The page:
Some people here have shared their ideas for 3D printed battery cell holders (e.g. NESE & @Winfly’s compression pack) and also there are people who print their enclosures. I thought why not combine the two.
This is my idea of a single 3D printed part which serves as an enclosure and houses a 10S3P battery, no spot welding required. It uses the NESE tabs to connect the cells and to provide the compression for the contacts.
The size of the part is a little under 200 x 200 mm and so could be printed with almost any 3D printer. This is also the reason why I chose 3P configuration. The outer dimensions of the part are roughly the same as an Ownboard enclosure which only holds a 2P battery.
Cells don’t need any soldering and can be swapped when needed. The part was designed 3D printing in mind and so it prints in one piece and doesn’t need supports.
This particular enclosure is designed to fit a Loaded Vanguard. I’ve yet to decide how to mount the part to the deck but I’m leaning towards to embed some inserts to the enclosure and bolt it down from the top of the deck.
The grooves behind some of the tabs are for routing BMS wires. Two larger grooves on the sides are needed to connect two 3P tabs together by soldering some large gauge wire between them.
I’m also thinking to make some kind of a lid to separate the BMS area from the cells. Something like this:
At the moment I’m not sure if and when I’m going to print and test this. Just thought to share my idea and maybe get some constructive criticism from you guys.
If I were to print it I would use Colorfabb XT (clear) which is the most durable filament I’ve ever used that is still very easy to print. I’m sure there are some forces from the battery compression and so the part has to be able to take it without cracking. I made sure there’s a lot of material around the cells in the design.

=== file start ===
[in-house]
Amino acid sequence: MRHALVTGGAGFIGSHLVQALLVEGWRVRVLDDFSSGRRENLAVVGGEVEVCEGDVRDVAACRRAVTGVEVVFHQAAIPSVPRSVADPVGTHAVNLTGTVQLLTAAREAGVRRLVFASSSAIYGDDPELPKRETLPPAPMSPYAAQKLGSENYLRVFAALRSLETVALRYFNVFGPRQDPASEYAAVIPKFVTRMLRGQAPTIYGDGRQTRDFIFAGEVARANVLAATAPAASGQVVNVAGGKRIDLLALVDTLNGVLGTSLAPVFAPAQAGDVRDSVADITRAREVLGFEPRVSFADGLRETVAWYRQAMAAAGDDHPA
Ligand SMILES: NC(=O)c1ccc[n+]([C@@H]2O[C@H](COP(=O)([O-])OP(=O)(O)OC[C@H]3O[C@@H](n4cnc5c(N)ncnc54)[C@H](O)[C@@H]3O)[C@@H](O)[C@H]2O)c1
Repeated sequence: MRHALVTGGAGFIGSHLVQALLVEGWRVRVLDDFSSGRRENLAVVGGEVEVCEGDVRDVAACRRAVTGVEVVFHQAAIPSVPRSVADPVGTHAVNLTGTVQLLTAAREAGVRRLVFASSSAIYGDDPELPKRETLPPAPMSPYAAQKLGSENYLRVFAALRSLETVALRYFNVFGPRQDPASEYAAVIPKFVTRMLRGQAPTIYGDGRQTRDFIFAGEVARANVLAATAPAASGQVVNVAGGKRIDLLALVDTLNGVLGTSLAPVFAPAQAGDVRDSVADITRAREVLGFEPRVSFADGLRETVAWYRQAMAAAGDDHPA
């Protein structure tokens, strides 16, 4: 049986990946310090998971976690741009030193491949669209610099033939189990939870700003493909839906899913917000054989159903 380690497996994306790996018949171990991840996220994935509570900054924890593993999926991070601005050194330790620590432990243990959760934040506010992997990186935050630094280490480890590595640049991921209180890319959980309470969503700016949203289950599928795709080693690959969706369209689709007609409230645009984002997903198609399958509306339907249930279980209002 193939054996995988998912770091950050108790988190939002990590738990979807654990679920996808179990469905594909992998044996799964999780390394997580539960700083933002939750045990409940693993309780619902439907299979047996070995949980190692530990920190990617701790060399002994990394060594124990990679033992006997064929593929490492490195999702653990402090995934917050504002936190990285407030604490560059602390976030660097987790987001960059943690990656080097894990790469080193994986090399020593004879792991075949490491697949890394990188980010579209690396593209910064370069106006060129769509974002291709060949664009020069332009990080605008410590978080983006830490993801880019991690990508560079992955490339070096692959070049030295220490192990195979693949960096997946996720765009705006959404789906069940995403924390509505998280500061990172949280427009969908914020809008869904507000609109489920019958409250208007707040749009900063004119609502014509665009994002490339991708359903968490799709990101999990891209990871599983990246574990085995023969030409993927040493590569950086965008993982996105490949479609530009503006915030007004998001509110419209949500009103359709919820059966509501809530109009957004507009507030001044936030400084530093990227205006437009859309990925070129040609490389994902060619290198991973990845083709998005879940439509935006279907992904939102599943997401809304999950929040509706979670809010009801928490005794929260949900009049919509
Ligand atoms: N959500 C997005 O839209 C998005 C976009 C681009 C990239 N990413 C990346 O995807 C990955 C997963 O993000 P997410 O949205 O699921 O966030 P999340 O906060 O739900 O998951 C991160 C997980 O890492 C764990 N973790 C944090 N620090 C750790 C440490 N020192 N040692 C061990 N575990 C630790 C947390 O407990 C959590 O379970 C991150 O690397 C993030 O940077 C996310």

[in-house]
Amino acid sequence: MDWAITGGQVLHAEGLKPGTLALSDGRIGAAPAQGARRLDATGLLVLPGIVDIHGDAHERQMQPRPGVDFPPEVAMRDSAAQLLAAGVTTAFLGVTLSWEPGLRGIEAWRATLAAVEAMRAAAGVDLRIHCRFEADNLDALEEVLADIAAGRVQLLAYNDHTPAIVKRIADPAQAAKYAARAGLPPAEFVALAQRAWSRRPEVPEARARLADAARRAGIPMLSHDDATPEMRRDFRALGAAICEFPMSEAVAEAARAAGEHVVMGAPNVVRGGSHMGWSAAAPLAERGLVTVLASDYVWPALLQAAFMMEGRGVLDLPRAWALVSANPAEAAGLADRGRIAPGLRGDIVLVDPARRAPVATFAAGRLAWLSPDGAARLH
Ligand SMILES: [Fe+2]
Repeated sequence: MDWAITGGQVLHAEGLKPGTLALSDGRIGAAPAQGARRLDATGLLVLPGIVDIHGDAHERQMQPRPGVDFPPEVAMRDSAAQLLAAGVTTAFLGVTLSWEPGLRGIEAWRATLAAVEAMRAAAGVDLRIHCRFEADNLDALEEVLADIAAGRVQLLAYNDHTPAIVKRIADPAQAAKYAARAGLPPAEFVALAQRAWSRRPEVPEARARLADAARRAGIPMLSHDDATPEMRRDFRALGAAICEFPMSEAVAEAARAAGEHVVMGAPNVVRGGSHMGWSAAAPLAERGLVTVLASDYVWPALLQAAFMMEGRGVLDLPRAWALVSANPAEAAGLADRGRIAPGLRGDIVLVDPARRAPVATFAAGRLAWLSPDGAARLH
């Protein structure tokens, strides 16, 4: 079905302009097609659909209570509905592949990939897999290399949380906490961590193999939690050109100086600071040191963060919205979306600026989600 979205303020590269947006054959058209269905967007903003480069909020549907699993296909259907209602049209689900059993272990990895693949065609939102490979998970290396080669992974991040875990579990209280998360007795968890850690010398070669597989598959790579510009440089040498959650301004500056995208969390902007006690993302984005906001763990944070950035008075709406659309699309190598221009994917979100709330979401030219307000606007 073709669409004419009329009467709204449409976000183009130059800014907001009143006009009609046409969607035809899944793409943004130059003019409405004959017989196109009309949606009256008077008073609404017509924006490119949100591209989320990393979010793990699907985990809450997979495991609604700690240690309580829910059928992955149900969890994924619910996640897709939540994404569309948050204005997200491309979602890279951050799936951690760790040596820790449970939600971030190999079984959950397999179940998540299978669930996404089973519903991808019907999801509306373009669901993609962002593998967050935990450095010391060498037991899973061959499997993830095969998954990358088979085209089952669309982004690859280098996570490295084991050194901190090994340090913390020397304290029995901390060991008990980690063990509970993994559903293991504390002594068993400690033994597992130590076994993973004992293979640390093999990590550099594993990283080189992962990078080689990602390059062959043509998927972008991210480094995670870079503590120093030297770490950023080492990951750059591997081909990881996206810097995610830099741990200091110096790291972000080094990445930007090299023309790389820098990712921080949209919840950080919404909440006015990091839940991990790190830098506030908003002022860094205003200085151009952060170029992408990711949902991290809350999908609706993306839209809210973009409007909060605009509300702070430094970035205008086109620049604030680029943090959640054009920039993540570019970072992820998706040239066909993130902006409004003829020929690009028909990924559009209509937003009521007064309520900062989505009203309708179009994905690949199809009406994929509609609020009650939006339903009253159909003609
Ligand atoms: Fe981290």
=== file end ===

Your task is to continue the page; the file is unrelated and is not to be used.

Thanks for the input. NESE tabs come with a compressive material, I was lazy and did not model that.
I share the worry about the cells in the middle section. This problem could be helped with some cross supports like in the pic below. Unfortunately adding more of those would block access to the lower cells.
I printed a test part to see how the supports look in real life and to get some idea if the tolerances are good. I don’t have the tabs so couldn’t test how they fit. However the part feels very rigid and I think this project could be very doable.
@mishrasubhransu I’m using a DIY CoreXY printer, quite similar to Hypercube. 0.6 mm nozzle on the E3D Volcano and 0.4 mm layer height. Larger nozzle also provides more strength in the part.
@Jasonkimberson I don’t think that would be a problem at least during normal operating conditions, except if PLA was used. Plus the NESE modules have been around for a while and they are 3D printed. Anyway the filament I’m using doesn’t like to print well under 240 degC (Colorfabb XT).
I do think that the outer surface of the part should be processed some way, maybe with XTC-3D?
@jaatis, very nice indeed. Bowing out is a big concern. Having that many cells will pose an issue. On my website (18650.lt) there is a blog section. I have a graph of a test and compression force is measured there and how it changes with elevating temperature. Look it up, it will be good in understanding forces involved. This was major headache when i was designing my modules, even 6 cells would bow out sides. My solution was in the lid design to keep it all uniform.
Maybe some m3 threaded rod with coupler in the middle so you can take it out and it does not get in a way when placing or replacing cells?